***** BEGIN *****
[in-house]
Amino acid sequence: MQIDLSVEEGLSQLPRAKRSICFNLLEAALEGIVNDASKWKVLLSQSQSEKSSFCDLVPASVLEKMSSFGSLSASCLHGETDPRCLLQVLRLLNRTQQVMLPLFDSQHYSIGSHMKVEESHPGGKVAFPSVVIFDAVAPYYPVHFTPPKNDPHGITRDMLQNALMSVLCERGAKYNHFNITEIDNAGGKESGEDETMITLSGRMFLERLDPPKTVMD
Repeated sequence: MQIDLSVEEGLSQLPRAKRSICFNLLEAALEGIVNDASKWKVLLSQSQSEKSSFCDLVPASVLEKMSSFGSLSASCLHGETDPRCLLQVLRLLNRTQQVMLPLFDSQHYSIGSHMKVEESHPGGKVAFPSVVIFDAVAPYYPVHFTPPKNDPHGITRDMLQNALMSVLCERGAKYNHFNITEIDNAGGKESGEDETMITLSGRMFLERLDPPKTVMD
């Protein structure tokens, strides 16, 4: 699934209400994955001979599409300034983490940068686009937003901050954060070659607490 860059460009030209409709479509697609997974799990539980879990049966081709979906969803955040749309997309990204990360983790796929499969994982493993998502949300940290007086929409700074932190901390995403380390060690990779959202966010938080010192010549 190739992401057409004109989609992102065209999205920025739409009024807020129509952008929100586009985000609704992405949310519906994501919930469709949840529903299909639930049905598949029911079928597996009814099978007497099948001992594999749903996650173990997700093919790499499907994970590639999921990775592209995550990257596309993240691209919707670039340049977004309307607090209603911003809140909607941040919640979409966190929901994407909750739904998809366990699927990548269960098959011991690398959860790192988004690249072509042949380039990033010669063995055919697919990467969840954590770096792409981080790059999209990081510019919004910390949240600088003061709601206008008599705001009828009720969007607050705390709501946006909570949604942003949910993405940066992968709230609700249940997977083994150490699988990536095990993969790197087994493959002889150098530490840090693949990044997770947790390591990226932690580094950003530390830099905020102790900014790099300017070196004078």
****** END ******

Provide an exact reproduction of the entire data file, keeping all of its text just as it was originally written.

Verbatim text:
[in-house]
Amino acid sequence: MQIDLSVEEGLSQLPRAKRSICFNLLEAALEGIVNDASKWKVLLSQSQSEKSSFCDLVPASVLEKMSSFGSLSASCLHGETDPRCLLQVLRLLNRTQQVMLPLFDSQHYSIGSHMKVEESHPGGKVAFPSVVIFDAVAPYYPVHFTPPKNDPHGITRDMLQNALMSVLCERGAKYNHFNITEIDNAGGKESGEDETMITLSGRMFLERLDPPKTVMD
Repeated sequence: MQIDLSVEEGLSQLPRAKRSICFNLLEAALEGIVNDASKWKVLLSQSQSEKSSFCDLVPASVLEKMSSFGSLSASCLHGETDPRCLLQVLRLLNRTQQVMLPLFDSQHYSIGSHMKVEESHPGGKVAFPSVVIFDAVAPYYPVHFTPPKNDPHGITRDMLQNALMSVLCERGAKYNHFNITEIDNAGGKESGEDETMITLSGRMFLERLDPPKTVMD
């Protein structure tokens, strides 16, 4: 699934209400994955001979599409300034983490940068686009937003901050954060070659607490 860059460009030209409709479509697609997974799990539980879990049966081709979906969803955040749309997309990204990360983790796929499969994982493993998502949300940290007086929409700074932190901390995403380390060690990779959202966010938080010192010549 190739992401057409004109989609992102065209999205920025739409009024807020129509952008929100586009985000609704992405949310519906994501919930469709949840529903299909639930049905598949029911079928597996009814099978007497099948001992594999749903996650173990997700093919790499499907994970590639999921990775592209995550990257596309993240691209919707670039340049977004309307607090209603911003809140909607941040919640979409966190929901994407909750739904998809366990699927990548269960098959011991690398959860790192988004690249072509042949380039990033010669063995055919697919990467969840954590770096792409981080790059999209990081510019919004910390949240600088003061709601206008008599705001009828009720969007607050705390709501946006909570949604942003949910993405940066992968709230609700249940997977083994150490699988990536095990993969790197087994493959002889150098530490840090693949990044997770947790390591990226932690580094950003530390830099905020102790900014790099300017070196004078």